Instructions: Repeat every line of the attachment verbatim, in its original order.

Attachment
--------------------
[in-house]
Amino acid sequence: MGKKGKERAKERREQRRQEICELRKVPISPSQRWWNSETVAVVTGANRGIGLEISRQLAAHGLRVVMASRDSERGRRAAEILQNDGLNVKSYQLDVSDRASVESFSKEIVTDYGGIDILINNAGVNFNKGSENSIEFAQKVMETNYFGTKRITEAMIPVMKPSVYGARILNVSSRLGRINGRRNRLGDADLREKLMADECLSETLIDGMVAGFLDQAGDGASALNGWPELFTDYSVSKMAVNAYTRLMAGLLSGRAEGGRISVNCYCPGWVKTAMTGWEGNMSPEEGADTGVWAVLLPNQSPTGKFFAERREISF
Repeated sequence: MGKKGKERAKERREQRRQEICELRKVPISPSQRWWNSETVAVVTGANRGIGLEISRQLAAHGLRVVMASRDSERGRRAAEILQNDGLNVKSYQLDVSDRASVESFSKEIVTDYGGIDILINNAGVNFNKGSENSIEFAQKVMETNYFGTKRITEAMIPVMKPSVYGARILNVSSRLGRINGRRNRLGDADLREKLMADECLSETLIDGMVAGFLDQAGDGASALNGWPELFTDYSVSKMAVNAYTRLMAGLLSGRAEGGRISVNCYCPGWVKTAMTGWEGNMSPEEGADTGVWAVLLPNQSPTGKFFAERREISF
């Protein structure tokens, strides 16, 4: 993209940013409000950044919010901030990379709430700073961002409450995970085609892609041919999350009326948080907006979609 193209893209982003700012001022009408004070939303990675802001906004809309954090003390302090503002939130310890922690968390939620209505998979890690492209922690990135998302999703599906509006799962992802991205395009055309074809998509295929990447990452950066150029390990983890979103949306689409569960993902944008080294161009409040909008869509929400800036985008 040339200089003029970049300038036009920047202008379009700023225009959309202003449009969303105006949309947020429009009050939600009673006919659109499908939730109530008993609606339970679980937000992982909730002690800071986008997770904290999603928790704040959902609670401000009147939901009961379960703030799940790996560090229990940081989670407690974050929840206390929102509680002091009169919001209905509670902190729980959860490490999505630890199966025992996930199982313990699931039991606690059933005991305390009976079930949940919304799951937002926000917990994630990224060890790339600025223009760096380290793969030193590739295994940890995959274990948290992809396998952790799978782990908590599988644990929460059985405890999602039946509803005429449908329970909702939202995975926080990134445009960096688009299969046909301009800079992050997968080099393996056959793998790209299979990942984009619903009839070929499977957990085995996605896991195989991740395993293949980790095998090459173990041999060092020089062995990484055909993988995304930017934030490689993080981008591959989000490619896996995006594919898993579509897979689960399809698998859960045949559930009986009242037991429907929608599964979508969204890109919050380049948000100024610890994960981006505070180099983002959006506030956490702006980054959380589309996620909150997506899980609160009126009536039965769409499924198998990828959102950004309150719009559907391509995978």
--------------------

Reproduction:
[in-house]
Amino acid sequence: MGKKGKERAKERREQRRQEICELRKVPISPSQRWWNSETVAVVTGANRGIGLEISRQLAAHGLRVVMASRDSERGRRAAEILQNDGLNVKSYQLDVSDRASVESFSKEIVTDYGGIDILINNAGVNFNKGSENSIEFAQKVMETNYFGTKRITEAMIPVMKPSVYGARILNVSSRLGRINGRRNRLGDADLREKLMADECLSETLIDGMVAGFLDQAGDGASALNGWPELFTDYSVSKMAVNAYTRLMAGLLSGRAEGGRISVNCYCPGWVKTAMTGWEGNMSPEEGADTGVWAVLLPNQSPTGKFFAERREISF
Repeated sequence: MGKKGKERAKERREQRRQEICELRKVPISPSQRWWNSETVAVVTGANRGIGLEISRQLAAHGLRVVMASRDSERGRRAAEILQNDGLNVKSYQLDVSDRASVESFSKEIVTDYGGIDILINNAGVNFNKGSENSIEFAQKVMETNYFGTKRITEAMIPVMKPSVYGARILNVSSRLGRINGRRNRLGDADLREKLMADECLSETLIDGMVAGFLDQAGDGASALNGWPELFTDYSVSKMAVNAYTRLMAGLLSGRAEGGRISVNCYCPGWVKTAMTGWEGNMSPEEGADTGVWAVLLPNQSPTGKFFAERREISF
């Protein structure tokens, strides 16, 4: 993209940013409000950044919010901030990379709430700073961002409450995970085609892609041919999350009326948080907006979609 193209893209982003700012001022009408004070939303990675802001906004809309954090003390302090503002939130310890922690968390939620209505998979890690492209922690990135998302999703599906509006799962992802991205395009055309074809998509295929990447990452950066150029390990983890979103949306689409569960993902944008080294161009409040909008869509929400800036985008 040339200089003029970049300038036009920047202008379009700023225009959309202003449009969303105006949309947020429009009050939600009673006919659109499908939730109530008993609606339970679980937000992982909730002690800071986008997770904290999603928790704040959902609670401000009147939901009961379960703030799940790996560090229990940081989670407690974050929840206390929102509680002091009169919001209905509670902190729980959860490490999505630890199966025992996930199982313990699931039991606690059933005991305390009976079930949940919304799951937002926000917990994630990224060890790339600025223009760096380290793969030193590739295994940890995959274990948290992809396998952790799978782990908590599988644990929460059985405890999602039946509803005429449908329970909702939202995975926080990134445009960096688009299969046909301009800079992050997968080099393996056959793998790209299979990942984009619903009839070929499977957990085995996605896991195989991740395993293949980790095998090459173990041999060092020089062995990484055909993988995304930017934030490689993080981008591959989000490619896996995006594919898993579509897979689960399809698998859960045949559930009986009242037991429907929608599964979508969204890109919050380049948000100024610890994960981006505070180099983002959006506030956490702006980054959380589309996620909150997506899980609160009126009536039965769409499924198998990828959102950004309150719009559907391509995978």